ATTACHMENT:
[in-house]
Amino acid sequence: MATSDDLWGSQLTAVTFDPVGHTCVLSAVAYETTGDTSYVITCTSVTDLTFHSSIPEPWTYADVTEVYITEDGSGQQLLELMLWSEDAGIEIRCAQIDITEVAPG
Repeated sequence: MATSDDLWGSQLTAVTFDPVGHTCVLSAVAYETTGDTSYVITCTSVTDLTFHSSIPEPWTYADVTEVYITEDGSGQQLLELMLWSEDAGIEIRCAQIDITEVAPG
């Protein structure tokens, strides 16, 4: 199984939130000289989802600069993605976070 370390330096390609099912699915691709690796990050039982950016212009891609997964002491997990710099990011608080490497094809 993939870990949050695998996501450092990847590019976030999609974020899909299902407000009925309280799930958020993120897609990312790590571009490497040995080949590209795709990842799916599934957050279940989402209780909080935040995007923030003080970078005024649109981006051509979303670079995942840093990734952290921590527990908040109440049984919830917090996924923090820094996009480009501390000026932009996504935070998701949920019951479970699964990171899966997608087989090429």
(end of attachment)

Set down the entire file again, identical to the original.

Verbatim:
[in-house]
Amino acid sequence: MATSDDLWGSQLTAVTFDPVGHTCVLSAVAYETTGDTSYVITCTSVTDLTFHSSIPEPWTYADVTEVYITEDGSGQQLLELMLWSEDAGIEIRCAQIDITEVAPG
Repeated sequence: MATSDDLWGSQLTAVTFDPVGHTCVLSAVAYETTGDTSYVITCTSVTDLTFHSSIPEPWTYADVTEVYITEDGSGQQLLELMLWSEDAGIEIRCAQIDITEVAPG
């Protein structure tokens, strides 16, 4: 199984939130000289989802600069993605976070 370390330096390609099912699915691709690796990050039982950016212009891609997964002491997990710099990011608080490497094809 993939870990949050695998996501450092990847590019976030999609974020899909299902407000009925309280799930958020993120897609990312790590571009490497040995080949590209795709990842799916599934957050279940989402209780909080935040995007923030003080970078005024649109981006051509979303670079995942840093990734952290921590527990908040109440049984919830917090996924923090820094996009480009501390000026932009996504935070998701949920019951479970699964990171899966997608087989090429």